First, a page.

It’s Still Amazon’s Playground, And They Make The Rules – What’s The Impact On Brands?

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At the beginning of November, Amazon quietly and unilaterally began slashing prices on select products sold through third-party resellers, absorbing cost differences itself to ensure competitive pricing. With its new Discount Provided by Amazon program, the retailer reinforced that online retail is their playground, and they make the rules. The move seems like a win-win for consumers and sellers alike: consumers get the lowest possible prices on hard-to-find goods that Amazon itself doesn’t stock, and sellers get access to additional customers and sales they might otherwise lose to lower-cost retailers. Long-term, Amazon gets valuable data about products it doesn’t currently stock to inform decisions about its own selection. While it seems like everyone wins when Amazon lowers prices, brands could come out on the losing side.

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Amazon generates about 50% of its sales through third-party sellers. Offering to absorb discounts on items sold by third parties is an especially aggressive push by Amazon and demonstrates the lengths to which the company will go to gain market share and customer loyalty at the expense of its own short-term profits. The Amazon program hasn’t been clear to either resellers or the public about how they select products to discount. Most third-party sellers are likely to see only upside associated with Amazon’s subsidized discounts. In an article last week in WSJ, an Amazon spokesperson said resellers with price-matching agreements can opt out of these discounts. Many sellers might feel they can’t turn their backs on volume Amazon’s subsidized discounts can bring them.

Brands themselves often feel a similar pull. Most people think of Amazon as a retailer, but it’s also the largest online product search engine, making it a necessary evil for many brands. In 2016, 55% of all product searches originated on Amazon. Given those stats, brands must think twice before turning their backs on the retailer. Many brands sell wholesale to Amazon and let the retailer control the entire customer experience on the platform from A to Z without compromising their brands’ integrity. Other brands aren’t comfortable giving Amazon complete control over their brand experiences, so they opt to sell directly through the retailer’s Fulfilled by Amazon program (FBA) or authorized third party sellers. Finally, some brands have exclusive arrangements with third party resellers to represent their brands on Amazon’s platform without concern for the potential for long-term negative impact facing their brands from the counterfeiting and pricing free-for-alls. Some let the marketplace and third party resellers manage everything pertaining to customer experience.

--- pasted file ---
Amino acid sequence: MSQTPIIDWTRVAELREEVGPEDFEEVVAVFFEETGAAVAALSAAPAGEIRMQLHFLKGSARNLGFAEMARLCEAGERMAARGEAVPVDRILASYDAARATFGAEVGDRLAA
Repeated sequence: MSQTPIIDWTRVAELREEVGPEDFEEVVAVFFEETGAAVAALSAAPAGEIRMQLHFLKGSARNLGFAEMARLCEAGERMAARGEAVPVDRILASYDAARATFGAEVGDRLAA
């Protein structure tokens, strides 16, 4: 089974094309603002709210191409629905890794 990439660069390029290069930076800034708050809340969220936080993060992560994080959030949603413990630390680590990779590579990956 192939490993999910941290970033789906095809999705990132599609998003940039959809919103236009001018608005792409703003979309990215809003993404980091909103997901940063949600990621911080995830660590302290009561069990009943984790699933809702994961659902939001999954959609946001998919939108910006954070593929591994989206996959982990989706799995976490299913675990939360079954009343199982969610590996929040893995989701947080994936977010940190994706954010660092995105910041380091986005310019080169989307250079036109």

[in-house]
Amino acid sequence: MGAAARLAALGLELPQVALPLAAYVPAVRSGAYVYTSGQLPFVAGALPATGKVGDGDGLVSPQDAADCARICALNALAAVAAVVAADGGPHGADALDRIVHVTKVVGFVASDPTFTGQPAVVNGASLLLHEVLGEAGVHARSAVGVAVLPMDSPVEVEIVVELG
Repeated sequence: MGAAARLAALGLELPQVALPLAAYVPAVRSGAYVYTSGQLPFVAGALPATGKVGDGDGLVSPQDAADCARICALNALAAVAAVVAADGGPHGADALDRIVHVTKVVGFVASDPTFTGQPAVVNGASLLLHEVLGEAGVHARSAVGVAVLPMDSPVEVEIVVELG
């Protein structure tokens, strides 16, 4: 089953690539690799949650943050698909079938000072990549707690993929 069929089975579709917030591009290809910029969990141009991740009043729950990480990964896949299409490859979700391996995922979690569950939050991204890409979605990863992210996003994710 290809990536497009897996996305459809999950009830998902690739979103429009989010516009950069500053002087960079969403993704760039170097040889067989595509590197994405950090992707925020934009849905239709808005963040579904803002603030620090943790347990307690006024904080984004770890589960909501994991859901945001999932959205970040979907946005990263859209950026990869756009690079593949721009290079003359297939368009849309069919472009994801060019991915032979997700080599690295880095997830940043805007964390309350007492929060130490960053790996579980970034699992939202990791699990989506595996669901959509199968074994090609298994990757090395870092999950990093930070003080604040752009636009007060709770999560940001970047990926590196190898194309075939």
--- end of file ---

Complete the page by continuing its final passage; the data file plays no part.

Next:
Famously, brands like Asics, Birkenstock, Patagonia and Ralph Lauren don’t sell to Amazon at all, nor do they let third parties sell their products via the Amazon program, stating concerns about their brands’ integrity. For many brands, putting their items next to dishwasher soap, TVs and cat litter could cloud their brand image and devalue their equity. But some brands in categories like consumer packaged goods and appliances don’t have the luxury of turning their backs on Amazon no matter what tactics the retailer uses to bolster market share.

There’s no denying that any brand looking to sell online must think about whether or not it will sell to, through or on Amazon. But as Amazon continues to un-level the playing field for competitive retailers and increasingly exerts control over pricing, brands need to be thoughtful about how their brands’ experiences align with Amazon's brand.

The Discount Provided by Amazon program is further evidence that pricing should also be a major concern for any brand selling on Amazon. Amazon is loath to concede pricing wars to competitors like Walmart. That’s why they are aggressively searching for programs that give them the upper hand in the race to discount products in exchange for market share. As Amazon increases its market share while dropping prices on products (and subsidizes the discounts itself,) they have the power to change consumers’ perceptions of how much brands are worth.

Brands are magnets that draw customers to them who share similar values and beliefs. That’s why where brands sell their products is almost as important as the products themselves. When thinking about a brand/seller arrangement on Amazon, brands should consider which selling arrangements allow them to maintain an appropriate amount of control over their brand’s message, visuals and customer experience. For instance, brands that want to benefit from Amazon’s customer reach yet ensure their customers are deeply ensconced in their brands’ experience at every touch point may not want to pursue a selling program that gives them control of more than just how the products show up on Amazon, but also how they are fulfilled tracked and even returned. A brand doesn’t just exist in the product itself. A brand exists in 360 degrees and is a relationship, an experience, that’s strengthened or weakened with every touch point. When brands lose control of those touchpoints, they can put their brand experience at risk.

Article By Deb Gabor

Deb Gabor is the author of Branding is Sex: Get Your Customers Laid and Sell the Hell Out of Anything. She is the founder of Sol Marketing which has led brand strategy engagements for organizations ranging from international household names like Dell, Microsoft, and NBC Universal, to digital winners like Allrecipes, Cheezburger, HomeAway and RetailMeNot, and dozens of early-stage tech and digital media titans. For more information, please visit and connect with Deb on Twitter, @deb_sol.

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